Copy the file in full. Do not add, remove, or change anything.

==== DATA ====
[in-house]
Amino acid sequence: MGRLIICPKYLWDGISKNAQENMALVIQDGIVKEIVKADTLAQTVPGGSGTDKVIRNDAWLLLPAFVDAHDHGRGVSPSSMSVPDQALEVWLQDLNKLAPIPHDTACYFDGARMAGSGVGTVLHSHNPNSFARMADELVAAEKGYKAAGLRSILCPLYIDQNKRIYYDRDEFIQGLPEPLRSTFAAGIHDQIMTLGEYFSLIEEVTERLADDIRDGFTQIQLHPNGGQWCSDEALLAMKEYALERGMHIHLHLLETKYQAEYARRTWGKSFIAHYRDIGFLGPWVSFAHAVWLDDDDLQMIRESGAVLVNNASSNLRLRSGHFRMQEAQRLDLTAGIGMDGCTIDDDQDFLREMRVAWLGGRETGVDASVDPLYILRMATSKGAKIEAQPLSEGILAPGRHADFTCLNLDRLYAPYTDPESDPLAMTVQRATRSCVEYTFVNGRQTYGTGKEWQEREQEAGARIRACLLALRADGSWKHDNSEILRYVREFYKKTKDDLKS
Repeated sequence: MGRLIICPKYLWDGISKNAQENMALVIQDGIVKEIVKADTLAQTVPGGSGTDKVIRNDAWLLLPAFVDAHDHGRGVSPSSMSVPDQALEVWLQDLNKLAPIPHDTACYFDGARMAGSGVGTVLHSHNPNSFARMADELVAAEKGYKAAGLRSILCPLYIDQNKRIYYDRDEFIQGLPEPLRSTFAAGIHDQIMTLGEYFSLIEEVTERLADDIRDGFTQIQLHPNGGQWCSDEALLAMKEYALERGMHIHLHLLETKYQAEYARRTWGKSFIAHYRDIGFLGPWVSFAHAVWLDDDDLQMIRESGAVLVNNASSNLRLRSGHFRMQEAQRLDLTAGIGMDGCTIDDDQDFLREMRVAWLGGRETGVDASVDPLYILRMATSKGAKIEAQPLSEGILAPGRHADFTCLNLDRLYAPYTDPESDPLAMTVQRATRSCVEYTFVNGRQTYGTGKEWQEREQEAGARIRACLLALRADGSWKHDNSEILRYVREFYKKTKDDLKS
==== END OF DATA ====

[in-house]
Amino acid sequence: MGRLIICPKYLWDGISKNAQENMALVIQDGIVKEIVKADTLAQTVPGGSGTDKVIRNDAWLLLPAFVDAHDHGRGVSPSSMSVPDQALEVWLQDLNKLAPIPHDTACYFDGARMAGSGVGTVLHSHNPNSFARMADELVAAEKGYKAAGLRSILCPLYIDQNKRIYYDRDEFIQGLPEPLRSTFAAGIHDQIMTLGEYFSLIEEVTERLADDIRDGFTQIQLHPNGGQWCSDEALLAMKEYALERGMHIHLHLLETKYQAEYARRTWGKSFIAHYRDIGFLGPWVSFAHAVWLDDDDLQMIRESGAVLVNNASSNLRLRSGHFRMQEAQRLDLTAGIGMDGCTIDDDQDFLREMRVAWLGGRETGVDASVDPLYILRMATSKGAKIEAQPLSEGILAPGRHADFTCLNLDRLYAPYTDPESDPLAMTVQRATRSCVEYTFVNGRQTYGTGKEWQEREQEAGARIRACLLALRADGSWKHDNSEILRYVREFYKKTKDDLKS
Repeated sequence: MGRLIICPKYLWDGISKNAQENMALVIQDGIVKEIVKADTLAQTVPGGSGTDKVIRNDAWLLLPAFVDAHDHGRGVSPSSMSVPDQALEVWLQDLNKLAPIPHDTACYFDGARMAGSGVGTVLHSHNPNSFARMADELVAAEKGYKAAGLRSILCPLYIDQNKRIYYDRDEFIQGLPEPLRSTFAAGIHDQIMTLGEYFSLIEEVTERLADDIRDGFTQIQLHPNGGQWCSDEALLAMKEYALERGMHIHLHLLETKYQAEYARRTWGKSFIAHYRDIGFLGPWVSFAHAVWLDDDDLQMIRESGAVLVNNASSNLRLRSGHFRMQEAQRLDLTAGIGMDGCTIDDDQDFLREMRVAWLGGRETGVDASVDPLYILRMATSKGAKIEAQPLSEGILAPGRHADFTCLNLDRLYAPYTDPESDPLAMTVQRATRSCVEYTFVNGRQTYGTGKEWQEREQEAGARIRACLLALRADGSWKHDNSEILRYVREFYKKTKDDLKS